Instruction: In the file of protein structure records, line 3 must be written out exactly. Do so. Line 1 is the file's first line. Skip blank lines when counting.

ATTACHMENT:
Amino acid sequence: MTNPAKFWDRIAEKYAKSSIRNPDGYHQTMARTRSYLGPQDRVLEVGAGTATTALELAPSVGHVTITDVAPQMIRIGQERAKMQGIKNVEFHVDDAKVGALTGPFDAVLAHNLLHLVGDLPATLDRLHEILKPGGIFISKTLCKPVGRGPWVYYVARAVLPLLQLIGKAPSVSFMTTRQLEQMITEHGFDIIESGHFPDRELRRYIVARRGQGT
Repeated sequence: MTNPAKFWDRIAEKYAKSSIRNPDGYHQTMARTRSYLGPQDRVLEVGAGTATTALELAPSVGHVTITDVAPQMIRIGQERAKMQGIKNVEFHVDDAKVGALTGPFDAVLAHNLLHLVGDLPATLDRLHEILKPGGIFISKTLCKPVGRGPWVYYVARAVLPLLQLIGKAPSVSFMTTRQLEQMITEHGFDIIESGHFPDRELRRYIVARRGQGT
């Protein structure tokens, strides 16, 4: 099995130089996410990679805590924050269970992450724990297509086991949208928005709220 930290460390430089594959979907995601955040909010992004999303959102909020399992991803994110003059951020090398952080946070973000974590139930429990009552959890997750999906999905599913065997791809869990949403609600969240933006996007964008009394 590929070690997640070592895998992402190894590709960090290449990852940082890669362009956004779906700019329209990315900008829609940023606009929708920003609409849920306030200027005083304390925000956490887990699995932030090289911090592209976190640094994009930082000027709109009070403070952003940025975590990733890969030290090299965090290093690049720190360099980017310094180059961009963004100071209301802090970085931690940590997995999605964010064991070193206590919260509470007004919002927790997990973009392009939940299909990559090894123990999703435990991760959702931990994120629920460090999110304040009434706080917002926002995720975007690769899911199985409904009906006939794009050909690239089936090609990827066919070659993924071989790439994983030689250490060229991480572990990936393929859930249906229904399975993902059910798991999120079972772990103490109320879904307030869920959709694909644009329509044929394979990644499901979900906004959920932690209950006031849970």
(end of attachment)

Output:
């Protein structure tokens, strides 16, 4: 099995130089996410990679805590924050269970992450724990297509086991949208928005709220 930290460390430089594959979907995601955040909010992004999303959102909020399992991803994110003059951020090398952080946070973000974590139930429990009552959890997750999906999905599913065997791809869990949403609600969240933006996007964008009394 590929070690997640070592895998992402190894590709960090290449990852940082890669362009956004779906700019329209990315900008829609940023606009929708920003609409849920306030200027005083304390925000956490887990699995932030090289911090592209976190640094994009930082000027709109009070403070952003940025975590990733890969030290090299965090290093690049720190360099980017310094180059961009963004100071209301802090970085931690940590997995999605964010064991070193206590919260509470007004919002927790997990973009392009939940299909990559090894123990999703435990991760959702931990994120629920460090999110304040009434706080917002926002995720975007690769899911199985409904009906006939794009050909690239089936090609990827066919070659993924071989790439994983030689250490060229991480572990990936393929859930249906229904399975993902059910798991999120079972772990103490109320879904307030869920959709694909644009329509044929394979990644499901979900906004959920932690209950006031849970």